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NY, NJ, CT, RI Edition
March 10, 2009
Volume 20 � Number 3


Kick-Off 2009 With Barnegat Bay's Winter Flounder
by Capt. Kent Madsen

A nice mess of Barnegat Bay flounder.

For Northeast anglers, it has been a long, cold winter. Freezing temperatures and gusty winds – not to mention closed seasons and the scarcity of some traditional winter sport fish - have kept most of us indoors. Our fishing plans have been pushed to the backburner. But with March here already, it's time to move ‘em to the front and turn up the heat. Barring any last-minute changes, New Jersey's winter flounder season opens on March 23rd, and Barnegat Bay's population of these tasty flatfish is as healthy as you'll find anywhere in the Garden State.

Don't misunderstand. When I was a boy, Barnegat Bay was literally paved with flounder. In clear water, we would watch dozens of them flutter across the bottom competing for our baits. It took little effort to catch all we wanted. Now the bay's flounder stocks have declined drastically, as they have throughout the Northeast. It's my understanding that commercial interests account for 95 percent of flounder landings. Draggers scoop up the fish before they enter the inlets. Worse, fyke nets are set all over our bays and rivers, killing untold numbers of flounder before they can spawn. Regulation of fyke nets is lax – almost non-existent, in fact. To address these problems, the Atlantic States Marine Fisheries Commission has tightened restrictions on recreational anglers, instituting 12-inch size and 10-fish bag limits and shortening the season to roughly seven weeks. Still, there are flounder to be caught, and in my non-scientific opinion, the average size of the remaining fish has actually increased. You just have to be savvy and give yourself every possible advantage in order to put those flatties in the box. That means learning when and where to fish, the peculiarities of each location, how to draw flounder to your boat, and how to motivate them to bite.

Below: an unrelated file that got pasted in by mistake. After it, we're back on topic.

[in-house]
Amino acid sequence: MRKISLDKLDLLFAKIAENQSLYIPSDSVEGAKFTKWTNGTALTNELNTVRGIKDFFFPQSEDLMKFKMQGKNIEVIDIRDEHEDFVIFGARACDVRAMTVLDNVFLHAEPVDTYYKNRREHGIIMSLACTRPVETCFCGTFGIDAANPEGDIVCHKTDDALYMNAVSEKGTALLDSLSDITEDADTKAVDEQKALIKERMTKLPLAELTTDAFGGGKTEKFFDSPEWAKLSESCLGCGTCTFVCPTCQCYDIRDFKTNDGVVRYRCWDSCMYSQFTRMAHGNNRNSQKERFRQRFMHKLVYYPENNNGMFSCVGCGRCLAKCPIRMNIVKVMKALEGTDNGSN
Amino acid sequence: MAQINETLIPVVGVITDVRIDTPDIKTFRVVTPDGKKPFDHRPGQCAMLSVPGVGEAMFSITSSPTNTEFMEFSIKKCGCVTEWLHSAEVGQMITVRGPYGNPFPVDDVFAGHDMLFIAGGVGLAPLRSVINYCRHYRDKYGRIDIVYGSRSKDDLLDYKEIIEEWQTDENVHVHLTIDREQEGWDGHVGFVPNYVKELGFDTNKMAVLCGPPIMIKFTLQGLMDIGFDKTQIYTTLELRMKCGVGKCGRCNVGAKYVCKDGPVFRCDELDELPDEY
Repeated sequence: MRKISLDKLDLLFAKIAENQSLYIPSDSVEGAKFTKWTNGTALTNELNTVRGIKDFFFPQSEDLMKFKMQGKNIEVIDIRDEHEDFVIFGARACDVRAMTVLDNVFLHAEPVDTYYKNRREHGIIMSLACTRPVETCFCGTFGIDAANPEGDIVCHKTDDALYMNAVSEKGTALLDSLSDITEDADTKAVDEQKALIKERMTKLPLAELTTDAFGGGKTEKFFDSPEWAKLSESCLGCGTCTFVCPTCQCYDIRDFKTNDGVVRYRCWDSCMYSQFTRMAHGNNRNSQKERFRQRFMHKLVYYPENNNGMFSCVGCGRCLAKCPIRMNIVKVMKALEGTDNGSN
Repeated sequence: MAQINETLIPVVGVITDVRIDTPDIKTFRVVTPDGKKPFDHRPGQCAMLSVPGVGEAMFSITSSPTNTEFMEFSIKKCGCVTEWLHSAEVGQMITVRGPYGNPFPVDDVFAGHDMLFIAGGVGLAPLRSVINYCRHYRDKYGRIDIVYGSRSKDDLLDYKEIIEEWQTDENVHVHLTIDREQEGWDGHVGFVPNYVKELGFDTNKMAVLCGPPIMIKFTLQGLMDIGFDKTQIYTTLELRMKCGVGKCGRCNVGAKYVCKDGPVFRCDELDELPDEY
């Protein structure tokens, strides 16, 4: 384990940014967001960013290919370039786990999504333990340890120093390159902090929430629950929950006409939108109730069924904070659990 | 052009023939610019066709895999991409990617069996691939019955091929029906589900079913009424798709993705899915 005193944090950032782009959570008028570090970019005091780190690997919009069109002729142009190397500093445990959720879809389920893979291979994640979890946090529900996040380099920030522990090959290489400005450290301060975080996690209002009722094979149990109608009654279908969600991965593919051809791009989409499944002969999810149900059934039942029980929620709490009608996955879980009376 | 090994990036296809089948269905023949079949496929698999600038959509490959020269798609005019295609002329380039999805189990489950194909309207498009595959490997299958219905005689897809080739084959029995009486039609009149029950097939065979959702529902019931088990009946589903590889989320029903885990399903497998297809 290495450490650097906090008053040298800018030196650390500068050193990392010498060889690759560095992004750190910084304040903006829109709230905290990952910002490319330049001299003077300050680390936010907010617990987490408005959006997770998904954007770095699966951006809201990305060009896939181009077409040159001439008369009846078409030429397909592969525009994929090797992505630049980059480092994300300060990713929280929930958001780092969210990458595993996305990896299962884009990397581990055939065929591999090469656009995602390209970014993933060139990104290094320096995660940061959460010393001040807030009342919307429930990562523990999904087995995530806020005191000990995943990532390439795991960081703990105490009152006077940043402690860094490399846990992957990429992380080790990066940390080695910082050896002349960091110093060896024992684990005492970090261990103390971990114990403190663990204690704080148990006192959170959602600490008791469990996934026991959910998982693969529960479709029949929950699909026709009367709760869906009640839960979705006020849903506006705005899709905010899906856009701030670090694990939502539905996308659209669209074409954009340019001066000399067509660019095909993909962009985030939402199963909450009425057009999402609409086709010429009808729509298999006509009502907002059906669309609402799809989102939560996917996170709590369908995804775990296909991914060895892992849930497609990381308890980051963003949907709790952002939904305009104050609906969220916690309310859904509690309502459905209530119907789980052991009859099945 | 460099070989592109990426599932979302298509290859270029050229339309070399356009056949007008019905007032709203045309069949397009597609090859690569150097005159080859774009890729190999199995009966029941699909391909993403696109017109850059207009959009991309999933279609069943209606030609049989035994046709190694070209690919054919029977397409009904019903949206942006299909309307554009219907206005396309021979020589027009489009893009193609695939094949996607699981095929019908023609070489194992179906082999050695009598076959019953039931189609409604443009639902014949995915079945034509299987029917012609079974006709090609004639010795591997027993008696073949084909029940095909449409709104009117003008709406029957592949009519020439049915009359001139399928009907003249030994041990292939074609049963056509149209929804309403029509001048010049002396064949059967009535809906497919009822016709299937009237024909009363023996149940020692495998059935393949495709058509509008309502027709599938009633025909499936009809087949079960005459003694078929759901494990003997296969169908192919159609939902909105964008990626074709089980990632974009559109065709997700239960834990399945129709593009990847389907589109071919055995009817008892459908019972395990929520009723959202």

Before you worry about specific fishing spots, it's important to see the big picture. From late October through December, flounder leave their offshore haunts and move into coastal estuaries to spawn. They travel well inland - often into brackish water – where they spend the winter. As the temperature rises and spawning concludes, the flounder gradually migrate eastward, eventually returning to their deepwater homes along the edge of the Continental Shelf. What does this mean to the angler? Well, early in the season – say late March and the first week of April – expect to find fish in the western and northernmost areas of the bay and up the tidal creeks. As April progresses, look for them along the channels that lead seaward. By May, most flounder will be in fairly deep "staging areas" close to Barnegat Inlet. Of course, an unusually mild winter could put them a week or more ahead of schedule.

The author displays a nice fat flattie from Barnegat Bay's Double Creek Channel.

OK, I know what you're thinking. References to west, north, channels, and staging areas are pretty general in nature, so let's try to narrow things down a little more. Regardless of where they are along their spring migration route, winter flounder prefer certain types of habitat. As a rule, they like muddy bottom. That's not to say you'll never find them on sand or shell bottom, but fishing over mud will greatly improve the odds. Flounder commonly gather in deep spots (in Barnegat Bay, "deep" means 7 to 12 feet), venturing into the shallows to feed as the midday sun warms the water. Maximize your time over productive bottom. Early and late in the day, fish channel edges or holes and troughs close to mudflats. If you decide to fish the flats themselves, do it when the sun is highest. Note that flounder are attracted to mussel beds. Because they hide in the mud waiting for currents to bring forth bits of boat- or storm-damaged mussel, you're more likely to find flounder around the perimeter of the beds than directly on them. Flounder also forage around clam beds, nipping off razor and "piss" clam siphons which protrude from the mud. If you discover an area where clams are abundant, give it a try.

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Well-worn tools of the trade: chum pots, a mussel rake and a shrimp net.

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